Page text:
“Ballast water ought to be considered a significant pollutant,” said New York Atty. Gen. Eliot Spitzer, whose office is leading the legal actions. “The exotic species of fish, mussels and plants contained in these discharges multiply at fantastic rates and overwhelm our ecosystem,” he said.
Current regulations exempt most vessels that enter the Great Lakes because they have empty tanks, and are classified as NOBOBs – No Ballast on Board. Yet these ships transport potential invaders in the 3-4” of residual water and mud that always remains in the tank bottoms, and is subsequently discharged when taking on and releasing ballast water in Great Lakes ports, scientists said.
The states’ petition said several technologies to kill potential invaders look promising, including filtration, oxygen removal, chemical treatment, ozone, heat, ultrasound and ultraviolet light. Michigan, Wisconsin, Illinois, Pennsylvania, New York and Minnesota are part of both legal actions.
TUCSON, Ariz. – The SCI Foundation and Cabela’s are helping the National Shooting Sports Foundation (NSSF) increase public participation in the hunting and shooting sports by establishing a comprehensive media campaign advocating the NSSF’s STEP OUTSIDE® program.
“Research shows that the single best way to protect and grow our sports is to take the time to introduce a new person to hunting and shooting,” said Steve Lamboy, marketing director of the SCI Foundation, which funds and manages worldwide programs dedicated to wildlife conservation, outdoor education and humanitarian services. “The NSSF has developed STEP OUTSIDE as the perfect way to directly address this issue, and the SCI Foundation is pleased to participate in this important program.”
“Whether it was Dad, Uncle Joe or a good friend, all of us remember how important it was to have someone show us the ropes when we were getting started in hunting or shooting activities,” added Doug Painter, president of the NSSF. “Now, it’s time to return the favor . . . and that’s really what STEP OUTSIDE is all about.”
STEP OUTSIDE was created by the NSSF to encourage current outdoor enthusiasts to introduce family, friends and special guests to traditional outdoor sports, including shooting, archery, hunting and fishing. According to its Web site, “31 million men and 17 million women would accept an invitation to go target shooting if invited, and interest in other activities is just as high.” Participation can be one-on-one, as part of a group or as a special event involving a sportsmen’s organization. For more information on STEP OUTSIDE, go online to www.stepoutside.org.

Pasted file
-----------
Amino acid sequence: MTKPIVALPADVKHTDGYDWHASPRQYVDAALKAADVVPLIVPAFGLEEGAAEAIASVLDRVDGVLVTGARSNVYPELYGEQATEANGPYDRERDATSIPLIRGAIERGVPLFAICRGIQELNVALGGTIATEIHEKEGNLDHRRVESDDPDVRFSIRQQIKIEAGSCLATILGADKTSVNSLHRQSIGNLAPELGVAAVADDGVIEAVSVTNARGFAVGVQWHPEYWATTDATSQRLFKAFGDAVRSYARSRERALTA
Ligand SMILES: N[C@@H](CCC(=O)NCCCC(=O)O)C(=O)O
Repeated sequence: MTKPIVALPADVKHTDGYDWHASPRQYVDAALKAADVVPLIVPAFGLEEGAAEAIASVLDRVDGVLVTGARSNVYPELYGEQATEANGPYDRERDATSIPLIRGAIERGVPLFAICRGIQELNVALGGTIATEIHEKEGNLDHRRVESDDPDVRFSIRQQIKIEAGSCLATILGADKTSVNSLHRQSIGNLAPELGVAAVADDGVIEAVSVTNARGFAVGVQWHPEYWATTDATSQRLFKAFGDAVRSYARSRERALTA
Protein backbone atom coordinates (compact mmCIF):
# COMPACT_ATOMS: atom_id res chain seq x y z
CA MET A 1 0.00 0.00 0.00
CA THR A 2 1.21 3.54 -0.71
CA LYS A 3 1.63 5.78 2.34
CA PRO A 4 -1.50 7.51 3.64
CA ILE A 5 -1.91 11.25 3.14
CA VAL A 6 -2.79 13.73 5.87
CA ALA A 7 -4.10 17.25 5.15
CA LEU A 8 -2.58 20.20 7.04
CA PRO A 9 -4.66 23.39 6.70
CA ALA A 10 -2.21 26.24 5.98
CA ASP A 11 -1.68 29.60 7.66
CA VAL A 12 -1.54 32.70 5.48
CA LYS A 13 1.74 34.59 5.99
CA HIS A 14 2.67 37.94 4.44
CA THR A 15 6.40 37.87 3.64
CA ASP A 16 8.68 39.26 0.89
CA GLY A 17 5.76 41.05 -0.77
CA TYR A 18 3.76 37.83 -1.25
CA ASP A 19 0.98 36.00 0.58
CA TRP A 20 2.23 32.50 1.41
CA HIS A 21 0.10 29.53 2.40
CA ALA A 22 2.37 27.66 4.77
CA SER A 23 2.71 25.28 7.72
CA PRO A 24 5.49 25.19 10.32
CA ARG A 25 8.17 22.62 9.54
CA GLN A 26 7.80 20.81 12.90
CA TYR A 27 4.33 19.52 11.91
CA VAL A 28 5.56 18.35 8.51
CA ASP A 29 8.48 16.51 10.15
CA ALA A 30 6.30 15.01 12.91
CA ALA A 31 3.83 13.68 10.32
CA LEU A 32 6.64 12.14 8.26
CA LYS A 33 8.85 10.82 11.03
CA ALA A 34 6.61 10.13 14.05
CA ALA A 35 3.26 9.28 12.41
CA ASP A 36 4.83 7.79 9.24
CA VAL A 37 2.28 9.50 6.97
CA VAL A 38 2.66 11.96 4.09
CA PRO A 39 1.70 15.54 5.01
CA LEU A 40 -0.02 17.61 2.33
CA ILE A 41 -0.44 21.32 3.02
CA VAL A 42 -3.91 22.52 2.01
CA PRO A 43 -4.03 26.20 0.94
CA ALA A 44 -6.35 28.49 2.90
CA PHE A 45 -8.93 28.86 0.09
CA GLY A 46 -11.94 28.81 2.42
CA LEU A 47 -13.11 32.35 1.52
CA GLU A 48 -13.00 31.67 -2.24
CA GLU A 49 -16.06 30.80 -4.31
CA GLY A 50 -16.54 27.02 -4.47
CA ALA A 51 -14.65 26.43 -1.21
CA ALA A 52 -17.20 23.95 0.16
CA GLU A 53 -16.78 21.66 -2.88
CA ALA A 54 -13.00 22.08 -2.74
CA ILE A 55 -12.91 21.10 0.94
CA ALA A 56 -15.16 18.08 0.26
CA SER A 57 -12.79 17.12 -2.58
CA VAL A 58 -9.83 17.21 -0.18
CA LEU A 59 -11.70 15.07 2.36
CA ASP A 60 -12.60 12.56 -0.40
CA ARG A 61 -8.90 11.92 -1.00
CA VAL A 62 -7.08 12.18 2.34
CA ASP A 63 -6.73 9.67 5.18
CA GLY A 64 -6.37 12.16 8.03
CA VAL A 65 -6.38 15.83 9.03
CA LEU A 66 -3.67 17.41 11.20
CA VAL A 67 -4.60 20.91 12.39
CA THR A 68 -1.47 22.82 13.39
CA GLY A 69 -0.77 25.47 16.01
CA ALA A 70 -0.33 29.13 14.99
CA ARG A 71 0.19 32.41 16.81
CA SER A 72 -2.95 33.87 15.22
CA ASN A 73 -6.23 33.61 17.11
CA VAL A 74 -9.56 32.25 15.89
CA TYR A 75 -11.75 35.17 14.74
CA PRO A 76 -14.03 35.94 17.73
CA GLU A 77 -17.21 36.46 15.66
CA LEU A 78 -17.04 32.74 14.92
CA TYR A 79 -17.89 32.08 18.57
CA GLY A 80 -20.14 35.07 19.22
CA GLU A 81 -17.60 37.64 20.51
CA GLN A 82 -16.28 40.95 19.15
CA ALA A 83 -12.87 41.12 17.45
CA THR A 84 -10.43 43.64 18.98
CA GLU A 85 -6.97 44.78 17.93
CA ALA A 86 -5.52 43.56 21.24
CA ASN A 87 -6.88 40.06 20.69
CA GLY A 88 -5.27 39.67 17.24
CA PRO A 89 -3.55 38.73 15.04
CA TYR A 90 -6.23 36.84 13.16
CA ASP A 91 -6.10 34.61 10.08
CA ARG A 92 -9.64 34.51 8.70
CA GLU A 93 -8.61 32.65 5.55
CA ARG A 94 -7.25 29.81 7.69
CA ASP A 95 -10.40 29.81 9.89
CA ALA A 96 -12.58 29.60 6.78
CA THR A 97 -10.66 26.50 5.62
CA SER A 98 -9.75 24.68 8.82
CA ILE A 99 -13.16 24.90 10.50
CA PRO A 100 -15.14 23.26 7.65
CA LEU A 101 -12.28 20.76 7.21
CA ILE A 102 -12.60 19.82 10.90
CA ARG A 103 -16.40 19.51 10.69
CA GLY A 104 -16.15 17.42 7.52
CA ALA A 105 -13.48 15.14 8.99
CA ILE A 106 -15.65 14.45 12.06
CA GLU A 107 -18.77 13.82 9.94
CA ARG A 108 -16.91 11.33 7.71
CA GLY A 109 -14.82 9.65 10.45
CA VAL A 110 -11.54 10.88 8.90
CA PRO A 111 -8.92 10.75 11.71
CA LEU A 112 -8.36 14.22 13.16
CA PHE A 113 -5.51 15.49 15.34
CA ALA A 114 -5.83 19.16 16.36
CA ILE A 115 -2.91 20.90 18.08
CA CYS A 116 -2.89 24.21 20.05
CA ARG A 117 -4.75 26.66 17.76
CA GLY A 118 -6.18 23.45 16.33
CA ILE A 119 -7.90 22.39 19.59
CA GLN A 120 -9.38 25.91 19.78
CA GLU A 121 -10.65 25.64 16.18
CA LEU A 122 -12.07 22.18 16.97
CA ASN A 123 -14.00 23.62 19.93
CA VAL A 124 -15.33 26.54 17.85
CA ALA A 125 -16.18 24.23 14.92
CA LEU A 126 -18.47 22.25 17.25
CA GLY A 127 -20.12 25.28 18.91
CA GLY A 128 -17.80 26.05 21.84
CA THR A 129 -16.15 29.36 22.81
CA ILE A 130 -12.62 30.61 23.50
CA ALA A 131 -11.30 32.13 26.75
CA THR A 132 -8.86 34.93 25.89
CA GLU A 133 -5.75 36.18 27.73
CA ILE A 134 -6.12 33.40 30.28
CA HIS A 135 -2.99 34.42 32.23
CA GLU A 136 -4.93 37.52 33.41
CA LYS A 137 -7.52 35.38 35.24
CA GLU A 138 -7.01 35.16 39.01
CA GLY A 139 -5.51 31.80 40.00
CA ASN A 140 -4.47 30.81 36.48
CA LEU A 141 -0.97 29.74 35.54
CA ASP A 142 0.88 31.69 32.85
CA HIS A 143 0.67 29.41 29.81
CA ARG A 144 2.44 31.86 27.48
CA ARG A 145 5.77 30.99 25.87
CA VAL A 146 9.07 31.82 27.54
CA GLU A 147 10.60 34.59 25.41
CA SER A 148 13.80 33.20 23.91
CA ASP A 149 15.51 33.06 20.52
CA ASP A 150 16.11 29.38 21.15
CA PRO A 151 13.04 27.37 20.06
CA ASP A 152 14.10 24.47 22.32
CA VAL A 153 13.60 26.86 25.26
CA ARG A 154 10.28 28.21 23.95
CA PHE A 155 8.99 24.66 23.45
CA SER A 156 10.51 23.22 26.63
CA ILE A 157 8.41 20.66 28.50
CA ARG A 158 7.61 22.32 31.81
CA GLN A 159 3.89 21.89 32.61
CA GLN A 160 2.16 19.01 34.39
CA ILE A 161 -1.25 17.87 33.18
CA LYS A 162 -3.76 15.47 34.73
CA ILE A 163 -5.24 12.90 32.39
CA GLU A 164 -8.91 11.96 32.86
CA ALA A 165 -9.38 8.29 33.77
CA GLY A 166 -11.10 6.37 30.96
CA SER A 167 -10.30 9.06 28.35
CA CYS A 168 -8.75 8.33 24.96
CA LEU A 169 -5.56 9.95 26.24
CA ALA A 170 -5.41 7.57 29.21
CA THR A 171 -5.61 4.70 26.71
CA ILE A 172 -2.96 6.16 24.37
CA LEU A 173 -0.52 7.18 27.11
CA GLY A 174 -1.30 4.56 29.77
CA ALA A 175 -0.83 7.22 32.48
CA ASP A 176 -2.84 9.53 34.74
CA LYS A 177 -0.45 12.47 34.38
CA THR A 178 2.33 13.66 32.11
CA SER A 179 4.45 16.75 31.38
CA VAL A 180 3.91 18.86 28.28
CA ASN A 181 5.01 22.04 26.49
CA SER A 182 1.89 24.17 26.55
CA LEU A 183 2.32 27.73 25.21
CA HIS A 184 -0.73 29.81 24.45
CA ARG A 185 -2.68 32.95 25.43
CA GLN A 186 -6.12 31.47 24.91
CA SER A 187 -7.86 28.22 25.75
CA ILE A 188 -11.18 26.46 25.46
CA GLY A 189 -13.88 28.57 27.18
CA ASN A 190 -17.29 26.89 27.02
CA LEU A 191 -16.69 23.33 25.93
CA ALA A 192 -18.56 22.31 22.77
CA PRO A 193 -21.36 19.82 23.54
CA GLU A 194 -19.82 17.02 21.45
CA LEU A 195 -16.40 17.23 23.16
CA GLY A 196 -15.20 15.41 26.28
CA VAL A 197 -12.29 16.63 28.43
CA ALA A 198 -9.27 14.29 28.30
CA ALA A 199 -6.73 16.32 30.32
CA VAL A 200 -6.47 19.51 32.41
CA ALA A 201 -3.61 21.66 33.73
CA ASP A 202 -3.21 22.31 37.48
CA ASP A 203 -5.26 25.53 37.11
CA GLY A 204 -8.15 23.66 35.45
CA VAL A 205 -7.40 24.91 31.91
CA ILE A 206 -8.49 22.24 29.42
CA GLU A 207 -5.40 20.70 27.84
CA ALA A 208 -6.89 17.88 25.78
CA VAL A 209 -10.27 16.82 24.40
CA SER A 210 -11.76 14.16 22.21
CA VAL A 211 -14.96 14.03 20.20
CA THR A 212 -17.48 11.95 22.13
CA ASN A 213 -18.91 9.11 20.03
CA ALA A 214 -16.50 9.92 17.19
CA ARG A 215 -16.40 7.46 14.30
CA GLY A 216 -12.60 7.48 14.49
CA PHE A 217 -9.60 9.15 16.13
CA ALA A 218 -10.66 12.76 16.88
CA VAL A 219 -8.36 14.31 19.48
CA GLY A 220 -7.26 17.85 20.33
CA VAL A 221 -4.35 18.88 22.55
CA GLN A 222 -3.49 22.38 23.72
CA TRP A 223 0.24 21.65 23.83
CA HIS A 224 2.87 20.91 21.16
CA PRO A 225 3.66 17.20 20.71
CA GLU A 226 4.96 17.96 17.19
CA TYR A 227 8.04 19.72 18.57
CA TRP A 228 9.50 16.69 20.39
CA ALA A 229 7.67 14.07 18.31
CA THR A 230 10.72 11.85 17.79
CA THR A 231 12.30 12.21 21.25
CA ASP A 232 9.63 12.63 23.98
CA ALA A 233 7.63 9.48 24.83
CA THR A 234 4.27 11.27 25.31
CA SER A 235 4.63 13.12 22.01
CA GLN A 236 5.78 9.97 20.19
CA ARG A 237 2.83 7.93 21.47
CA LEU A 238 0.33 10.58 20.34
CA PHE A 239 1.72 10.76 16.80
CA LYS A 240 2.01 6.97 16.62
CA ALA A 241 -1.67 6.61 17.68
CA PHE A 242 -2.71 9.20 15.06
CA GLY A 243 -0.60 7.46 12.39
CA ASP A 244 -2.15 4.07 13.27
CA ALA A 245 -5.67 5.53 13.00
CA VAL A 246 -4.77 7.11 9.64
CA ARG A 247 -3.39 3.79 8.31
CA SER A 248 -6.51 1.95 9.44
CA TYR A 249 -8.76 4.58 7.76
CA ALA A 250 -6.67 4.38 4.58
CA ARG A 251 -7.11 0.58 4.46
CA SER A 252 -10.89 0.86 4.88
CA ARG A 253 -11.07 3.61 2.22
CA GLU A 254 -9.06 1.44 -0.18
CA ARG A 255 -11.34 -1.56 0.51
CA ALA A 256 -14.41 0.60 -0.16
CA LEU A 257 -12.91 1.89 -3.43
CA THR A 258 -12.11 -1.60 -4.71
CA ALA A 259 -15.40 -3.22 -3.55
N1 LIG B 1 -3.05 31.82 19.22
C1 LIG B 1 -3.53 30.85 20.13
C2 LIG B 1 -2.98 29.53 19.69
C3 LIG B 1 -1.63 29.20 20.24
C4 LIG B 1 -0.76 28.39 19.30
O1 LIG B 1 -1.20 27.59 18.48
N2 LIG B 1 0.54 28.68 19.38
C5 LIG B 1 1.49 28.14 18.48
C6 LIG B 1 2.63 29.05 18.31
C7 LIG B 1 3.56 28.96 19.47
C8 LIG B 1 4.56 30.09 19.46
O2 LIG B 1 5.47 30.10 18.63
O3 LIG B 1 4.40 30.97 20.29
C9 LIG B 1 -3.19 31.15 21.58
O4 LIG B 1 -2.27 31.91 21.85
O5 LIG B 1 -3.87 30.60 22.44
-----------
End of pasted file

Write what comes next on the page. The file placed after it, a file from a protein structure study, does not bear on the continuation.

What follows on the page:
As part of the media campaign, the SCI Foundation and Cabela’s helped fund the production of call-to-action-style public service announcements and 30 and 60-second commercials, as well as media time purchases on The Outdoor Channel, Outdoor Life Network and ESPN.
The first of these commercials is slated to run the week of July 26, with subsequent airings – about 20 per week – on all three networks through 2004. Visit www.safariclubfoundation.org/about/stepoutside.htm to find out when the television spots will be aired. Airings are subject to change.
Illinois Gov. Rod Blagojevich last week signed a tougher boating law that carries up to 3 years in prison for failing to report an accident. The signing came two days after a Cary man was released from the McHenry County Jail after serving 15 days for leaving the scene of a 2003 boat crash on the Fox River that severed a Hanover Park man's leg.
That accident sparked a push for the law, which takes effect Jan. 1. Besides a possible 1- to 3-year prison term, the law also carries a fine of up to $25,000. The law brings penalties for reckless boating into line with those for reckless driving, officials said.
Ruffed Grouse Season will remain the same, Fall Turkey Season planned for 2005
The Indiana Division of Fish and Wildlife's administrative rule change proposals were presented to the Natural Resources Commission for final adoption on July 20 and all were approved except for the proposal to shorten the ruffed grouse season. The ruffed grouse season will remain the same-from Oct 1 - Dec 31. Although the rules were approved by the NRC, they will not become law until they have been approved by the Attorney General and Governor.
The changes include a new fall turkey season that will begin in 2005. The fall season for hunting turkeys with a bow and arrow will be Oct. 1 - 23, 2005; for fall turkey hunting with a firearm, the season will be Oct 19 - 23, 2005. More information, including the counties that will be included in the fall hunt, will be outlined next year's 2005-06 Hunting and Trapping Guide.
Additional changes include extending the coyote hunting and
trapping season through March 15, establishing new brown rout regulations at Brookville tailwater, allowing crossbow hunters to take an antlered or antlerless deer during the late archery season, adding several species to the list of endangered birds and fish in Indiana, and requiring a person to possess a permit to keep a wild animal as a pet before taking possession. The trout season closing date of December 31 will remain due to concerns that a trout season extension could negatively impact brown trout that are stocked in some streams by private groups.